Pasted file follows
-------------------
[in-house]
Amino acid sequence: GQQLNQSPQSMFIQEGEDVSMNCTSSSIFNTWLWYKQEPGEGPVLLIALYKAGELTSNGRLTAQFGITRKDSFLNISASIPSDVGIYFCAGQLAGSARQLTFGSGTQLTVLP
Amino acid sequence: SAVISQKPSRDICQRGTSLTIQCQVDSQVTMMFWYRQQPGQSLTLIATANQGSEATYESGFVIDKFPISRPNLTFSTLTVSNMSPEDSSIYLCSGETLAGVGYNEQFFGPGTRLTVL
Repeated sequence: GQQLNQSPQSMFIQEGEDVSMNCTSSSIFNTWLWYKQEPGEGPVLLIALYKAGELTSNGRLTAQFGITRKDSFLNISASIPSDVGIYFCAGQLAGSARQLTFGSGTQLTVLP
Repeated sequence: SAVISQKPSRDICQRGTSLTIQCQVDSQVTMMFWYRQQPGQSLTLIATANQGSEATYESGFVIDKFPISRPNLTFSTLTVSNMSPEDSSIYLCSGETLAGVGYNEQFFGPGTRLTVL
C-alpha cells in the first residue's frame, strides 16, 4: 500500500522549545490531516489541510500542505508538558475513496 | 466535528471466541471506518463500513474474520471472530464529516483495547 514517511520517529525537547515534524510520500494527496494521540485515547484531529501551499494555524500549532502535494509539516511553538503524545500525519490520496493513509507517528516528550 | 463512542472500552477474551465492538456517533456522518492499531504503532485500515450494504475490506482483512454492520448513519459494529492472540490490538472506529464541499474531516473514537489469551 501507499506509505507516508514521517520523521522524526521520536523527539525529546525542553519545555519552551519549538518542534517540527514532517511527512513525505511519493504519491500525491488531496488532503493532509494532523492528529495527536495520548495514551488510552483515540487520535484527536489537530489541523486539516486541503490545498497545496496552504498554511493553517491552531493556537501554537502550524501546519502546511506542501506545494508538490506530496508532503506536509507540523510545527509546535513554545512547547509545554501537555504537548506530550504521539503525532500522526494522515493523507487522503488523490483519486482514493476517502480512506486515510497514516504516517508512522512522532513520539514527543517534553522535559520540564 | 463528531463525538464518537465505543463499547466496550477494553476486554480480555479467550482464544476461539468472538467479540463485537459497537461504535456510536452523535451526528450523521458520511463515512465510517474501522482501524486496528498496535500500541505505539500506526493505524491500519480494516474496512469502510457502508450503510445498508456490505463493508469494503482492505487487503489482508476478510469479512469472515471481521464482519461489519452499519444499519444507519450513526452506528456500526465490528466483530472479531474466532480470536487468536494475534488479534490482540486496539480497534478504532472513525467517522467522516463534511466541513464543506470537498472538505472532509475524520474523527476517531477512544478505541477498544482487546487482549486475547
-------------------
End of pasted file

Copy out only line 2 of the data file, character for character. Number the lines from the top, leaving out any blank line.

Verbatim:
Amino acid sequence: GQQLNQSPQSMFIQEGEDVSMNCTSSSIFNTWLWYKQEPGEGPVLLIALYKAGELTSNGRLTAQFGITRKDSFLNISASIPSDVGIYFCAGQLAGSARQLTFGSGTQLTVLP